Use your answer in the previous part to calculate the input factor demands.
 Suppose that \(p=4\), \(w_{1} = 2\), and \(w_{2} = 1\). What are the optimal demanded quantities of the input factors? What is the optimal supplied quantity? How much profit does the firm make?

The maximization problem of the firm is
\begin{align*} \max_{x_{1}, x_{2}} &\left\{ p x_{1}^{1/2} x_{2}^{1/4}  w_{1} x_{1}  w_{2} x_{2} \right\}, \end{align*}
with first order conditions
\begin{align*} \frac{w_{1}}{p} &= \frac{1}{2} x_{1}^{1/2} x_{2}^{1/4} \\ \underbrace{\frac{w_{2}}{p}}_{Real\ factor\ price} &= \underbrace{\frac{1}{4} x_{1}^{1/2} x_{2}^{3/4}}_{Marginal\ product} \end{align*}

Multiplying the two necessary conditions results in
\begin{align*} \frac{w_{1} w_{2}}{p^2} &= \frac{1}{8} x_{1}^{1/21/2} x_{2}^{1/43/4}, \end{align*}
and solving for \(x_{2}\) gives
\begin{align*} x_{2} = \frac{p^{4}}{64 w_{1}^{2} w_{2}^{2}}. \end{align*}
To obtain the factor demand for \(x_{1}\), we substitute the demand for \(x_{2}\) in the first variational condition to get
\begin{align*} \frac{w_{1}}{p} &= \frac{1}{2} x_{1}^{1/2} \frac{p}{2 \sqrt{2} w_{1}^{1/2} w_{2}^{1/2}}. \end{align*}
Then solving for \(x_{1}\) gives
\begin{align*} x_{1} &= \frac{p^{4}}{32 w_{1}^{3} w_{2}}. \end{align*}

Lastly, substituting the prices into the demands gives \(x_{1} = x_{2} = 1\). Substituting the optimal demanded quantities into the production function gives \(q = f(1,1) = 1\). Lastly, the firm’s profit is calculated as \(\pi = 4  2  1 = 1\).

Suppose that at the beginning of a given month, we observe that a firm produces an output level \(q=20\) at a price level \(p=2\). After a month, we observe that the same firm produces \(q = 15\) at a price of \(p=4\). No other changes are observed in the prices of the market. Does the firm maximize its profit?
Since all input prices remain constant, we have \(\Delta w_{i} = 0\) for all input factors between the two dates. This implies that the revealed profit maximization inequality reduces to \(\Delta p \Delta q \ge 0\). However, we observe \(\Delta p = 2\) and \(\Delta q = 5\). Thus, by the revealed profit maximization inequality, the firm did not maximize its profit on one of these two (or both) dates.
Group C

Consider a firm with a CobbDouglas production function \(f(x_{1}, x_{2}) = A x_{1}^{\alpha r} x_{2}^{(1  \alpha) r}\) for \(0 < \alpha < 1\) and \(r \neq 1\). Output and input prices, namely \(p\), \(w_{1}\), and \(w_{2}\), are fixed.
 Write the profit maximization problem of the firm.
 Calculate the first order conditions of the profit maximization problem.
 Calculate the supply function.
 Calculate the input factor demands.
 Calculate the profit of the firm.
 What happens to supply, input factor demands, and profit for \(r=1\)?

The maximization problem of the firm is
\begin{align*} \max_{x_{1}, x_{2}} &\left\{ p A x_{1}^{\alpha r} x_{2}^{(1  \alpha) r}  w_{1} x_{1}  w_{2} x_{2} \right\} \end{align*}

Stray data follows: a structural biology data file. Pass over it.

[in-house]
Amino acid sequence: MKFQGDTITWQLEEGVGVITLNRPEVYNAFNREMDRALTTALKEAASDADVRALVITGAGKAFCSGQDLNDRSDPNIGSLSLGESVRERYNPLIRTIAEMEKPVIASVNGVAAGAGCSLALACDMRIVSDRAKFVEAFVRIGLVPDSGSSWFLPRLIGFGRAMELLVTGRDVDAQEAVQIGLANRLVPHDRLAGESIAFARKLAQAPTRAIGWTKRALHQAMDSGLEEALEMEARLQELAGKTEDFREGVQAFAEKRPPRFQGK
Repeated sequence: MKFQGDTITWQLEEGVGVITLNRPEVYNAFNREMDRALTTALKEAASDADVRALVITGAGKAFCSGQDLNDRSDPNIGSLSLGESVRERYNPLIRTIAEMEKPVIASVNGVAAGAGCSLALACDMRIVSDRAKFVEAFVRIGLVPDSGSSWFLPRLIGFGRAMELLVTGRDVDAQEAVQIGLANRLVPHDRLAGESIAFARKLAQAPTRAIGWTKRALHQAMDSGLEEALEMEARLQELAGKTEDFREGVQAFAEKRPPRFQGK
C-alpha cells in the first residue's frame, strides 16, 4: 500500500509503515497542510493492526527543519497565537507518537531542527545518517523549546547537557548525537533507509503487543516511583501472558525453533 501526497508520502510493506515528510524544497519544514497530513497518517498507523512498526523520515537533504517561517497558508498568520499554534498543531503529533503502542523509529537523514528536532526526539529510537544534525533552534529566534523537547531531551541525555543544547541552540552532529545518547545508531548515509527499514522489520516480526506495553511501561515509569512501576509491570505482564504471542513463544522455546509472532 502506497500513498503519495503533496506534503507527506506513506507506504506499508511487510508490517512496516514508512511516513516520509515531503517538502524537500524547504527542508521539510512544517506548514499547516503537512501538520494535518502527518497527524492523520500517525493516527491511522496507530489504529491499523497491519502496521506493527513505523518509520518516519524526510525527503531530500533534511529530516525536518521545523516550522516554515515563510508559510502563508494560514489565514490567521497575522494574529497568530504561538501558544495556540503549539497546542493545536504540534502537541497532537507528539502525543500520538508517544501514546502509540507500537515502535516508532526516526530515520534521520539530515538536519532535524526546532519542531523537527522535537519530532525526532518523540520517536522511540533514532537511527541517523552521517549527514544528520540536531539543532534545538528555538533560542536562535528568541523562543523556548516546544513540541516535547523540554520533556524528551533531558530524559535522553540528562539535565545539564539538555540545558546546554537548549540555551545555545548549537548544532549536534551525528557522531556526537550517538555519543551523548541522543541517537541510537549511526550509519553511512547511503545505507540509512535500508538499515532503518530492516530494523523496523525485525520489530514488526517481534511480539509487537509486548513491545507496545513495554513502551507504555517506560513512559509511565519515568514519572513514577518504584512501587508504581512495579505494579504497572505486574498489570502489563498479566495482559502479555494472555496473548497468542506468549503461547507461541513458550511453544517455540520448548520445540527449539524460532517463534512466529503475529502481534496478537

The necessary conditions for interior solutions are
\begin{align*} w_{1} &= p A \alpha r x_{1}^{\alpha r1} x_{2}^{(1  \alpha)r} = p \alpha r \frac{f(x_{1}, x_{2})}{x_{1}} \\ w_{2} &= p (1  \alpha) r x_{1}^{\alpha r} x_{2}^{(1  \alpha)r  1} = p (1  \alpha) r \frac{f(x_{1}, x_{2})}{x_{2}} \end{align*}

To shorten the notation, let \(q = f(x_{1}, x_{2})\). With this notation, we can rewrite the first order conditions as
\begin{align*} x_{1} &= p \alpha r \frac{q}{w_{1}} \\ x_{2} &= p (1  \alpha) r \frac{q}{w_{2}}. \end{align*}
Substituting in the production function gives
\begin{align*} q &= f(x_{1}, x_{2}) \\ &= A \left(p \alpha r \frac{q}{w_{1}}\right)^{\alpha r} \left(p (1  \alpha) r \frac{q}{w_{2}}\right)^{(1  \alpha) r} \\ &= A (p r q)^{r} \left(\frac{\alpha}{w_{1}}\right)^{\alpha r} \left(\frac{1  \alpha}{w_{2}}\right)^{(1  \alpha) r}, \end{align*}
which implies
\begin{align*} q(w_{1}, w_{2}) &= A^{\frac{1}{1r}} (p r)^{\frac{r}{1r}} \left(\frac{\alpha}{w_{1}}\right)^{\frac{\alpha r}{1r}} \left(\frac{1  \alpha}{w_{2}}\right)^{\frac{(1  \alpha) r}{1r}}. \end{align*}

We can obtain the input factor demands by replacing the supply function in the first order conditions. This gives
\begin{align*} x_{1} &= p \alpha r \frac{A^{\frac{1}{1r}} (p r)^{\frac{r}{1r}} \left(\frac{\alpha}{w_{1}}\right)^{\frac{\alpha r}{1r}} \left(\frac{1  \alpha}{w_{2}}\right)^{\frac{(1  \alpha) r}{1r}}}{w_{1}} \\ &= (A p r)^{\frac{1}{1r}} \left(\frac{\alpha}{w_{1}}\right)^{\frac{1  (1  \alpha)r}{1r}} \left(\frac{1  \alpha}{w_{2}}\right)^{\frac{(1  \alpha) r}{1r}}, \end{align*}
and analogously
\begin{align*} x_{2} &= (A p r)^{\frac{1}{1r}} \left(\frac{\alpha}{w_{1}}\right)^{\frac{\alpha r}{1r}} \left(\frac{1  \alpha}{w_{2}}\right)^{\frac{1  \alpha r }{1r}}. \end{align*}

The easiest way to calculate the profit of the firm is to use the first order conditions of part 2 and the supply function. We then have
\begin{align*} \pi(p, w_{1}, w_{2}) &= p q  w_{1} p \alpha r \frac{q}{w_{1}}  w_{2} p (1  \alpha) r \frac{q}{w_{2}} \\ &= p q\left(1  \alpha r  (1  \alpha) r \right) \\ &= p (1  r) q \\ &= (p A)^{\frac{1}{1r}} \left(1  r \right) r^{\frac{r}{1r}} \left(\frac{\alpha}{w_{1}}\right)^{\frac{\alpha r}{1r}} \left(\frac{1  \alpha}{w_{2}}\right)^{\frac{(1  \alpha) r}{1r}} . \end{align*}

If \(r=1\), the production technology has constant returns to scale. Then, the firm has zero profit, and it is indifferent about its level of supply.